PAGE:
Hamas prefers to preserve 'achievements' over all-out war

On the one hand, Hamas wants to show the Palestinian public that it is capable of making Israel pay for its “aggression.’

November 13, 2018 16:01
4 minute read.
Palestinians gather near the remains of a building that was completely destroyed by an Israeli air s

Palestinians gather near the remains of a building that was completely destroyed by an Israeli air strike, in Gaza City November 13, 2018. . (photo credit: REUTERS/SUHAIB SALEM)


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Hamas indicated on Tuesday that it was not interested in another major war with Israel. Hamas officials are reported to have told Egyptian and UN mediators that if Israel halts its attacks on the Gaza Strip, they too would respond in kind.

Since Sunday night’s clash between an elite IDF unit and Hamas terrorists near Khan Yunis in the southern Gaza Strip, Hamas now feels that it has extracted a “heavy price” in return for the death of its top commander, Sheikh Nur Baraka, and six other Palestinians, having fired a continual barrage of rockets at southern Israel.

On the one hand, Hamas wants to show the Palestinian public that it is capable of making Israel pay for its “aggression.” On the other hand, Hamas also seems keen to avoid a situation where this would obstruct efforts by Egypt, Qatar and the UN to reach a truce with Israel.

Judging from the statements made by senior officials, Hamas does not believe that the incident near Khan Yunis, and the subsequent Israeli response, is sufficient reason for another major war.

Hamas can now boast that its military wing has fulfilled its promise of avenging the death of the seven Palestinians killed by the IDF elite unit. It has already boasted that it achieved a major victory by uncovering the covert IDF cell and killing a senior Israeli officer, depicting this clash as a huge success for its military wing, Izaddin al-Qassam.

Statements issued by its officials in the past few hours gloat about how the group managed to “thwart” and “defeat” the IDF unit that was operating inside the Strip. The statements specifically note how the IDF soldiers were forced to flee – under heavy aircraft bombings – after being spotted by Hamas terrorists.

“The resistance last night taught the enemy a harsh lesson and turned its intelligence system into the laughing stock of the world,” said a statement issued by the Hamas military wing.

For now, Hamas prefers to continue reaping the fruits of its “achievements” rather than engage in another major military confrontation with Israel.

These “achievements” include the delivery of the $15 million Qatari grant to the Strip last week. Hamas has been celebrating the Qatari move – which was approved by Israel – as a major win. It also sees the Qatari cash as a direct result of its weekly protests along the border with Israel, which began last March. Hamas leaders feel they have more to lose from a war with Israel, especially in the wake of ongoing efforts to ease the many restrictions in Gaza.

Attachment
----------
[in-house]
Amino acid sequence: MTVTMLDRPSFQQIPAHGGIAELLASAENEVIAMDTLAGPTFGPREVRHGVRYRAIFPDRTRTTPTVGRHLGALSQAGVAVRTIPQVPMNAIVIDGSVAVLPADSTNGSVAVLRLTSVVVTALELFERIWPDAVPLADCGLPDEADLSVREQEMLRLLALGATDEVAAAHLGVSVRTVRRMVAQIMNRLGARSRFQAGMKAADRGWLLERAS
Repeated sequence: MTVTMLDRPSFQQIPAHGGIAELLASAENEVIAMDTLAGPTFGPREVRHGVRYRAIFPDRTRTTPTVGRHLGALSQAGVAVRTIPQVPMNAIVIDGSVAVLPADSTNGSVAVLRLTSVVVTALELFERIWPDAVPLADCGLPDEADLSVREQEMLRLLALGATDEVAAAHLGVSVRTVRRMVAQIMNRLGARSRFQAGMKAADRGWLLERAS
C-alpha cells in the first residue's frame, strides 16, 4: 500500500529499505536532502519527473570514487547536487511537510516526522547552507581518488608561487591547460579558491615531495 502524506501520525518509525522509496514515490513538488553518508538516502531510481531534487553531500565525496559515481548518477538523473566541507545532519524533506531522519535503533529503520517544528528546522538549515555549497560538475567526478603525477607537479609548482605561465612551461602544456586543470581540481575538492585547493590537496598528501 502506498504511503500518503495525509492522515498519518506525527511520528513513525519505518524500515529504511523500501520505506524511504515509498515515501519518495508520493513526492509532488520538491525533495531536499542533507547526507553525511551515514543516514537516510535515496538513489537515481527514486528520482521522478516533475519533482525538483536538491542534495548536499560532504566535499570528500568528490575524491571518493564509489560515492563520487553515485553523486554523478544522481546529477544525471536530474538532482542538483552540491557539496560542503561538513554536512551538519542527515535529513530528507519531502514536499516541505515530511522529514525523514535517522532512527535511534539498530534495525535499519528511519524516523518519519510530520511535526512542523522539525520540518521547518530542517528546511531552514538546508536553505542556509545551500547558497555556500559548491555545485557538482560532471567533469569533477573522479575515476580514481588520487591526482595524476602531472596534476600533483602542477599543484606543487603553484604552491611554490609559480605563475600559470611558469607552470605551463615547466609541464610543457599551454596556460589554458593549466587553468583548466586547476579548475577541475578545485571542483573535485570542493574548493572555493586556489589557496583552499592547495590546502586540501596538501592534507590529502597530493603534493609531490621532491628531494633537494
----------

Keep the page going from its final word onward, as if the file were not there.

The Khan Yunis incident came hours after Qatari envoy Mohamed Al-Amadi left the Gaza Strip after a four-day visit. The monetary delivery was due to an agreement between Qatar and Israel to reach a long-term truce in the Strip and prevent another war. It was the first installment of $90 million that the emirate has pledged to send in the next six months. Hamas does not want to risk losing the remainder of these funds.

In recent days, Hamas officials have been boasting that Palestinians are finally reaping the fruits of the weekly protests, which have led to the death of more than 170 of them, and have wounded thousands of others.

The death of Baraka, its top military commander, also allows Hamas to refute charges that it has caved in to pressure to reach a truce with Israel. Some Palestinians, including PA President Mahmoud Abbas’s Fatah faction, have been ridiculing Hamas for preferring a truce over the continuation of its “armed struggle” against Israel. They also have accused the group of being part of a US-Israeli “conspiracy” to separate the Gaza Strip from the West Bank and create a Palestinian state in the coastal enclave.

Sunday night’s clash with the IDF had Hamas telling Palestinians that despite its readiness to reach a truce with Israel, the Islamist movement and its military wing remain on alert and are ready to “repel any Israeli aggression” in Gaza.

“We haven’t abandoned the armed struggle option despite our willingness to accept a temporary cease-fire with Israel,” a Hamas message said.

As of Tuesday afternoon, the assessment among several Palestinian political analysts was that the group was still trying to avoid a major clash with Israel because it wants to preserve its “achievements.” That’s why, analysts have said, Hamas is hoping that Egypt and the UN would intervene to prevent further deterioration in the Strip.

Hamas is well aware that Abbas and Fatah are eager to see efforts to achieve a truce in Gaza fail. However, Hamas also knows that other terrorist groups may not accept a renewed effort to end the current cycle of violence and may continue to attack Israel.

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